I was looking at a picture of bamboo. I love bamboo. I have spent so many hours painting it. In my sumi-e practice, I have painted a million bamboo plants. In the beginning, I thought this was insane repetition. In Western schools you don’t sit and write the letter “e” a million times. Maybe that’s why I always flunked handwriting.
I used to sit and work on the same image or same kanji hundreds of times. Eventually, I learned, it was all the same. To create an image a thousand times is to create it once. Bamboo, chrysanthemum, a cherry blossom–whatever. The goal is to reach perfection. The reality is that perfection doesn’t exist. The perfection is, in fact, in imperfection. Sometimes, our drive to be perfect consumes us. We suffer. Practicing these arts teaches us eventually that the learning–the experience–is in the journey–perfection is just a destination to imagine in the meantime.
What I liked about creating sumi-e was that it seemed unfinished. The Western eye saw that and said “Oh, you forgot half, you moron.” But truly, that was its perfection. How liberating to jump that line. To realize that simplicity was, indeed, complete, and that the mind’s eye was charged with filling in the details. That the truth of the image could lie in a single leaf. The mind does the rest. This totally changed the way I looked at nature.
Bamboo was always my favorite. I’m not sure why. When I was younger, I always drew a couple things over and over. One was a big tree. It’d start on the side of a page, and cover half. Sometimes, I’d insert a river with a little boy fishing, a fence…Often the tree emerged in a graveyard. I always loved graveyards. Still do. The colonial graves would appear around the tree, one by one–always slightly out of artistic proportion, because every time I put in details, the picture got skewed. Seems a fitting metaphor for life.
Bamboo was different…a single sweeping line with a couple interruptions, flowing leaves. The unfinished tree picture was always that…unfinished. The bamboo was complete in its simplicity.
Years before I studied sumi-e and shodo, I lived in Russia for a short spell. I saw a Matisse exhibit at the Tretyakov Gallery. There were tons of Russians standing around with hands on their chin contemplating a picture of a house that looked slightly less skilled than a similar picture I drew in kindergarten. I stepped away, trying to hide my laughter at the scene of these art aficionados contemplating what seemed to be a child’s mess. My friend Svetla was concerned.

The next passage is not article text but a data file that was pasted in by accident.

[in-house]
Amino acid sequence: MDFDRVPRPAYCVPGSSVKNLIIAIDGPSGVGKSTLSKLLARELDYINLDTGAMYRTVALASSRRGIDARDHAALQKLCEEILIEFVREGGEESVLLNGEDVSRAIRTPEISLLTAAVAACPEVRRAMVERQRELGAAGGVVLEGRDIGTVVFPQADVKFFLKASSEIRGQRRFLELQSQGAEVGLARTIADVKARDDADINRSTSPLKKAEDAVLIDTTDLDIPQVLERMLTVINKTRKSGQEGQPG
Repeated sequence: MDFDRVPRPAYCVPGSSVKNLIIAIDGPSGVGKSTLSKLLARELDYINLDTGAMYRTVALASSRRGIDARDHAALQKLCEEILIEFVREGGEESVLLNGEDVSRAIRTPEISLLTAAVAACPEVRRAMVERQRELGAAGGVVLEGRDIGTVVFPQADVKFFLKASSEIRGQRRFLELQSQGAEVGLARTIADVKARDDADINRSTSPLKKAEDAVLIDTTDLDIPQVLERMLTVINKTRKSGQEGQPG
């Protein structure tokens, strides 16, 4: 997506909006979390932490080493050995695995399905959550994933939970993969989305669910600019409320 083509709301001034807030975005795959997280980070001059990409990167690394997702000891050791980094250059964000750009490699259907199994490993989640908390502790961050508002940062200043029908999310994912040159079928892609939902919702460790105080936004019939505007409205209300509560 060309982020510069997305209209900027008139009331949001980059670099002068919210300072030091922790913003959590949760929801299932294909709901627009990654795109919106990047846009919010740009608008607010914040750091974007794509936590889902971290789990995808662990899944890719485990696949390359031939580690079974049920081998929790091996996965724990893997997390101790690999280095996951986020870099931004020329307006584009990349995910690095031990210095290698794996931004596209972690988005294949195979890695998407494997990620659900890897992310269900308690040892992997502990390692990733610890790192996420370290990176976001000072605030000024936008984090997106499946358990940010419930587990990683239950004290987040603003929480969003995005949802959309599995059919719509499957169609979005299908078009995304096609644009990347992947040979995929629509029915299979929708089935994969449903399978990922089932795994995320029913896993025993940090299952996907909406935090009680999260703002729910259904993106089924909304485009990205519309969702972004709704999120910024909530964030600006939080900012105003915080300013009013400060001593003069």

“You don’t like it?” she asked.
“Well,” I said, “I’m just not sure why everyone’s so serious about that picture.” Seems I’d thrown out a judgment. I should have been embarrassed, but I was too ignorant to suspect the magnitude of my own stupidity.
She proceeded to talk about line, form, and other things with which I neither agreed nor could have processed at the time. Sometimes life throws depth at us that we’re just not ready to ingest. I tuned out, wondering which subway station would have farmers with the best vegetables to assemble for lunch. I also wanted some cheese.
Years later, after I had studied years of Japanese sword, calligraphy, and art, I ran across Matisse again, seeing a full catalog of his works. I stopped. I noticed the mastery of each line, color choice, form. I looked at this stunning catalog, researching Matisse further–how he evolved from what I would have understood to be a “proper artist” to one who liberated himself from the constraints of the establishment to transcend the rules. He was, indeed, a true master worthy of the time those dozen Russians with their hands on their chins spent contemplating his mastery.
In Japanese culture, there is a concept of “shu, ha, ri.” Shu: is when you learn something and repeat it over and over, following the rules. Ha: you make it your own, adding style and flourish. Ri: You forget the rules. Leave them behind. Transcend them.
Henri Matisse was at “ri.”
This lesson never leaves me. I consider it when I think about self-development, improvement, and simplicity. 1. Sometimes the simplest things are the most profound. They are the truth. 2. Often times, society makes us stop before we approach “ri.” Society laughs at “ri,” It cannot comprehend that degree of freedom, always forcing us into boxes, expectations, and rules. 3. In order to achieve our greatness, we must make that jump from the safety of the rules to the exposure of mastery.
All the great artists, musicians, thinkers, and creators were at “ri.” It’s difficult to understand, and harder to measure. Society doesn’t always approve, and often, it’s only in the end that people step back and say, “Wow.”
These are lessons I’ve learned, but not always practiced. I see that in my writing, in my approach to education, in my willingness to take chances in life, I often stop at “ha,” conforming to the rules of society when there is so much more to be done. Truth is, most of us do just that.